Italian mafia Sicily
77-year-old Sicilian mafia boss Mario Marchese (top) has been arrested in ItalyCarabinieri Palermo

Italian police have arrested two Sicilian pensioners who, instead of enjoying the retired life under the Mediterranean sun, ran violent extortion rackets at the helm of two feared Mafia clans operating in Palermo. Mario Marchese, 77, and Gregorio Agrigento, 81, were among 62 people held in a massive morning swoop targeting Cosa Nostra affiliates on 16 March.

Detectives believe the two elderly men commanded the criminal syndicates of Villagrazia-Santa Maria di Gesù and San Giuseppe Jato, which held pervasive control over areas of the Palermo province, upholding an old-school set of mafia rules. Police recordings showed Marchese discussing his clan's dealings surrounded by fruit boxes at back of a groceries store.

Local businesses were forced to pay protection money, the so-called 'pizzo', while the two godfathers sanctioned what crimes were allowed or banned, police said. An octogenarian affiliate named Vincenzo Adelfio allegedly asked for Marchese's permission before damaging the car of post office employee guilty of treating him disrespectfully.

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The syndicates paid for funeral costs when a member died but didn't tolerate even loose ties to authorities. In a taped conversation, a senior mobster was heard going berserk upon learning that the daughter of another mafioso got engaged to a prosecutor. "Back in the days people cared about these things. Now they marry cops!" the man said.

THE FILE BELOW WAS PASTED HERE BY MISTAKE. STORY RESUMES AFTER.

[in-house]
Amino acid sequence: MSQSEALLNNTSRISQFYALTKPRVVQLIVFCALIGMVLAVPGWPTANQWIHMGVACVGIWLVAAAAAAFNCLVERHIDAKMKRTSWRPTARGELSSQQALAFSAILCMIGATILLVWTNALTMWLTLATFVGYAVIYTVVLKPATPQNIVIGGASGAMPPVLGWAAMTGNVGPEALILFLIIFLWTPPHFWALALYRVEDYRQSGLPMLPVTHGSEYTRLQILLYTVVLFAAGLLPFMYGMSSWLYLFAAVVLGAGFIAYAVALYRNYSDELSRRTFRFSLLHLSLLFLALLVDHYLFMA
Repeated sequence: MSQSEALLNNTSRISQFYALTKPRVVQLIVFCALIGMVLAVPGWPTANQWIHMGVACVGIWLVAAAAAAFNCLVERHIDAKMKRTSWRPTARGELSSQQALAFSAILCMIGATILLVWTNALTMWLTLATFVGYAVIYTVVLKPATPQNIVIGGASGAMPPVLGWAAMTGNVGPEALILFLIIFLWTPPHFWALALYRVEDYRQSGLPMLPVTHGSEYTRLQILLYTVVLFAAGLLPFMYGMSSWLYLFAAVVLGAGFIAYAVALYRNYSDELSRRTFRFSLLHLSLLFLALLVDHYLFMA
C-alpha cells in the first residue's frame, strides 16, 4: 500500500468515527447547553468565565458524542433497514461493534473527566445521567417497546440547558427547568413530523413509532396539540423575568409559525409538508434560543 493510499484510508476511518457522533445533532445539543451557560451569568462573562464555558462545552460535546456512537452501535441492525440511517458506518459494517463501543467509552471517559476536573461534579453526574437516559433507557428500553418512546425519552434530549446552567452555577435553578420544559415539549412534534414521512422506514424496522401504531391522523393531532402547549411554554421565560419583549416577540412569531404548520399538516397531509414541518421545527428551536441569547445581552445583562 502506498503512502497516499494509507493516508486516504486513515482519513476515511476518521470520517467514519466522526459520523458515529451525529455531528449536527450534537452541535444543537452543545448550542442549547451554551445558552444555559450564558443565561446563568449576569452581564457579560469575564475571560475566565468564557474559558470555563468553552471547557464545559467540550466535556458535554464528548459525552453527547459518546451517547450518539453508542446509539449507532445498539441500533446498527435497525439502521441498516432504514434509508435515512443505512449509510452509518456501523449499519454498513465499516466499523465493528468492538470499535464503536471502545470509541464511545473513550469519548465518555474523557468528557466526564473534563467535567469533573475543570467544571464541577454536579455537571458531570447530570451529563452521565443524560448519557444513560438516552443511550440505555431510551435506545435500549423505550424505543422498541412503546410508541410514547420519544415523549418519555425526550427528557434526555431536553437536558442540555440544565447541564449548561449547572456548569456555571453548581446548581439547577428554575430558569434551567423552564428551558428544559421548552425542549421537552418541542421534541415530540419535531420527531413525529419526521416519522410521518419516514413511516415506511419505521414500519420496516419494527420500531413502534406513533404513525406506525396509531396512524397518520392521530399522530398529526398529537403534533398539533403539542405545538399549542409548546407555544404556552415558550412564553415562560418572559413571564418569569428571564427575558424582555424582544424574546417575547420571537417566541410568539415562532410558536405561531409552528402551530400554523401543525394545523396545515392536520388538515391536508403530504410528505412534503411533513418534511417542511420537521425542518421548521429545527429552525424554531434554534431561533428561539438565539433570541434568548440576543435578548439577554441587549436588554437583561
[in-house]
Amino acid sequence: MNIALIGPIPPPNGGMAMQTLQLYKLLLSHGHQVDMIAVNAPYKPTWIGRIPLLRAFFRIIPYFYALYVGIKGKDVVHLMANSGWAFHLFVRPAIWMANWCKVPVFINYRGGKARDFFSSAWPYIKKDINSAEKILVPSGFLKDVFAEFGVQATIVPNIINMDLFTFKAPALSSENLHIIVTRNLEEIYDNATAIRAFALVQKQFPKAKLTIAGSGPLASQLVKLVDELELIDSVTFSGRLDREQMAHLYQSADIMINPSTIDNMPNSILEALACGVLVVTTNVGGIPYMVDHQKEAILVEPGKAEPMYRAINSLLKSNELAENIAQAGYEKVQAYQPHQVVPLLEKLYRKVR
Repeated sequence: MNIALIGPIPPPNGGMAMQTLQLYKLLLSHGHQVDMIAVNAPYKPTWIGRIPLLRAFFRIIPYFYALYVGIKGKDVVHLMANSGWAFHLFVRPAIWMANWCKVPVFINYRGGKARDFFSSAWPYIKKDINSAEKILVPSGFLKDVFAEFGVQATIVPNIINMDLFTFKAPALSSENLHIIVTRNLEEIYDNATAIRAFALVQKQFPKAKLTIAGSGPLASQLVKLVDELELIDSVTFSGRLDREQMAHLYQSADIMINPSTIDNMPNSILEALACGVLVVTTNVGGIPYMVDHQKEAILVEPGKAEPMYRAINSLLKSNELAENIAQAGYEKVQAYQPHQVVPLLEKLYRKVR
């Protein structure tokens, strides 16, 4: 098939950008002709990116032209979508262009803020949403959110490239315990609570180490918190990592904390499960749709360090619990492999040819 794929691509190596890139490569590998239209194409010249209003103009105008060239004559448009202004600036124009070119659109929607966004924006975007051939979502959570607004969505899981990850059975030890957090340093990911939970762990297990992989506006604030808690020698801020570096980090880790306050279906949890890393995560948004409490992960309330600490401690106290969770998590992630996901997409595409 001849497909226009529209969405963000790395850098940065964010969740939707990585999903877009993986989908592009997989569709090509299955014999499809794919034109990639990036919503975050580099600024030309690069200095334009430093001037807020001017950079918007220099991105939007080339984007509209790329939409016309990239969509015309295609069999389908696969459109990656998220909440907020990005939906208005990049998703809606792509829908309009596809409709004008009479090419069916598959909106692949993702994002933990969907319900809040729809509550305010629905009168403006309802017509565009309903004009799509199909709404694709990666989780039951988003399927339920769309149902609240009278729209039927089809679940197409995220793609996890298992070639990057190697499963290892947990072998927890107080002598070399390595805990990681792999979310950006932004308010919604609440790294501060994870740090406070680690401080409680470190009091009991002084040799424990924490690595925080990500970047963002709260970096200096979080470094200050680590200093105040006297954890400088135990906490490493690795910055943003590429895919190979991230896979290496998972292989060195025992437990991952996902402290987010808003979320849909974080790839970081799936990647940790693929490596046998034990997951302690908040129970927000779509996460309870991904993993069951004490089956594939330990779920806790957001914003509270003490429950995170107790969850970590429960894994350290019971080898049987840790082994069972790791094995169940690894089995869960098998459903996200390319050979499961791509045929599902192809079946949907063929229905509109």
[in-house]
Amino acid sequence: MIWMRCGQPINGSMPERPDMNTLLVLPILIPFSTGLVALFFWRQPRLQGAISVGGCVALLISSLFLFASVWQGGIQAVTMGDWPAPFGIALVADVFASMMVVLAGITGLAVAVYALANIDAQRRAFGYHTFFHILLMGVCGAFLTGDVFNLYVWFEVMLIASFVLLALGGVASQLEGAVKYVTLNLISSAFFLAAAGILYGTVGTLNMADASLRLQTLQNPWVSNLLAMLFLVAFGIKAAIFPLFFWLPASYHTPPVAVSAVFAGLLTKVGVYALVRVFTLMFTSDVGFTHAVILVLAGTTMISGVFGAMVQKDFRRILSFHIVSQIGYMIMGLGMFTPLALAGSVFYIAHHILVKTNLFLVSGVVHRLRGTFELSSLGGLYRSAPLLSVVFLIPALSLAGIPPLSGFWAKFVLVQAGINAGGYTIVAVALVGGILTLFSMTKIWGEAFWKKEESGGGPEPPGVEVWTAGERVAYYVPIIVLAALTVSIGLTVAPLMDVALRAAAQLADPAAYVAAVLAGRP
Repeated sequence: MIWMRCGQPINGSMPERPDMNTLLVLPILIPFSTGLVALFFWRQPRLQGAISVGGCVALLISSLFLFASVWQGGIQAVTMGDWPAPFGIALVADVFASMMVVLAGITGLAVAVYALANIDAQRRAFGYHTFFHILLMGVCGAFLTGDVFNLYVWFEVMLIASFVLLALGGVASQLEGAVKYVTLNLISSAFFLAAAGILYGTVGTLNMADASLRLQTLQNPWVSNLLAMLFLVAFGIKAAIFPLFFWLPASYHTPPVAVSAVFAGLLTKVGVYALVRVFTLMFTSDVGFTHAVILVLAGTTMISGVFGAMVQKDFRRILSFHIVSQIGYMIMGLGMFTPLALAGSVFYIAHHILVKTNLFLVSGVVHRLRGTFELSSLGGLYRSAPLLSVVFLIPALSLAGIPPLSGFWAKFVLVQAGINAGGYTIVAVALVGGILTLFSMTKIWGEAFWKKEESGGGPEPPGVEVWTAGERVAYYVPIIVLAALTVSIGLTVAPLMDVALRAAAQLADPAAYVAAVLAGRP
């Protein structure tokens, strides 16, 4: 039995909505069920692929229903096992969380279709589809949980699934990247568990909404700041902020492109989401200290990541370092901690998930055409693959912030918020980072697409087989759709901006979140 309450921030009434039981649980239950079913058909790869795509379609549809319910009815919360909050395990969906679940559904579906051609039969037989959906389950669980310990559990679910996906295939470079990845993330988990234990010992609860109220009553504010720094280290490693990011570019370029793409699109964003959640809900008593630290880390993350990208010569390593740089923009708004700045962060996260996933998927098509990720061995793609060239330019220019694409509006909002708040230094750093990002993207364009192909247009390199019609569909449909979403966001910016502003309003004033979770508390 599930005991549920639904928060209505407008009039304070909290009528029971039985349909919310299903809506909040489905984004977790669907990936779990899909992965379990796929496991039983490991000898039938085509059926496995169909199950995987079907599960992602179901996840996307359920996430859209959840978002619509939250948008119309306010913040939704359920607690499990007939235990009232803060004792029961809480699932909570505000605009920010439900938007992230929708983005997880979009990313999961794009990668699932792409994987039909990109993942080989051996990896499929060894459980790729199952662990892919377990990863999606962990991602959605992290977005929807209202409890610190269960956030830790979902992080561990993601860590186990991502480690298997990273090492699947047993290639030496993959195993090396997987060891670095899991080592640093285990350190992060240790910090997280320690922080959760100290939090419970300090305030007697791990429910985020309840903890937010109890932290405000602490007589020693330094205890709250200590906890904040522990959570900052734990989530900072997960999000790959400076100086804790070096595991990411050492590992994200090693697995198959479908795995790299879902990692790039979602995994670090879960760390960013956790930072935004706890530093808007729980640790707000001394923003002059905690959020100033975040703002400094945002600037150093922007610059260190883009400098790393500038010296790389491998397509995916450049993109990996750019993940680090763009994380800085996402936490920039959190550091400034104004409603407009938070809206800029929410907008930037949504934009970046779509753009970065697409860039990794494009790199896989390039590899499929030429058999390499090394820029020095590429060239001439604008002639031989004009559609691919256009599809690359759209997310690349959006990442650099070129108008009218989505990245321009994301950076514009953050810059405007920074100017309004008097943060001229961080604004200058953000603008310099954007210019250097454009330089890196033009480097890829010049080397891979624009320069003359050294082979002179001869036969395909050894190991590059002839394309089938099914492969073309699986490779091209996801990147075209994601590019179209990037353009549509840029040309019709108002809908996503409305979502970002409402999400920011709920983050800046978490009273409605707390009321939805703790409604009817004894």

Marchese and Agrigento were no improvised bosses but rather mob members who took up the reigns of their clans after serving lengthy prison sentences for mafia-related crimes. Marchese was once a close associate of jailed mafia overlord Salvatore 'Toto' Riina for whom he worked after betraying his previous boss, Stefano Bontade, during a turf war in the 1980s.

In 1987 he was handed a 16-year jail sentence in the infamous maxi trial that saw more than 450 mafiosi indicted, but was released early in 2001. Agrigento, who has a brother serving a life term and is said to be a close associate of the Brusca criminal family, was let out in 2010.

Due to their seniority, the two were addressed by subordinates with the appellative of 'Zu' or 'uncle', police said. The investigation underscored the life-long affiliation of many members, as 19 of those arrested were aged 60 or over.

Many clans seem to increasingly rely on elders and women for leadership roles due to the large quantity of arrests that has hacked Cosa Nostra's ranks in recent years. In February police arrested a 90-year-old boss during another large raid in Catania.

Those held in the most recent operation are facing a series of charges including extortion, receiving stolen goods, illegal possession of weapons and mafia association.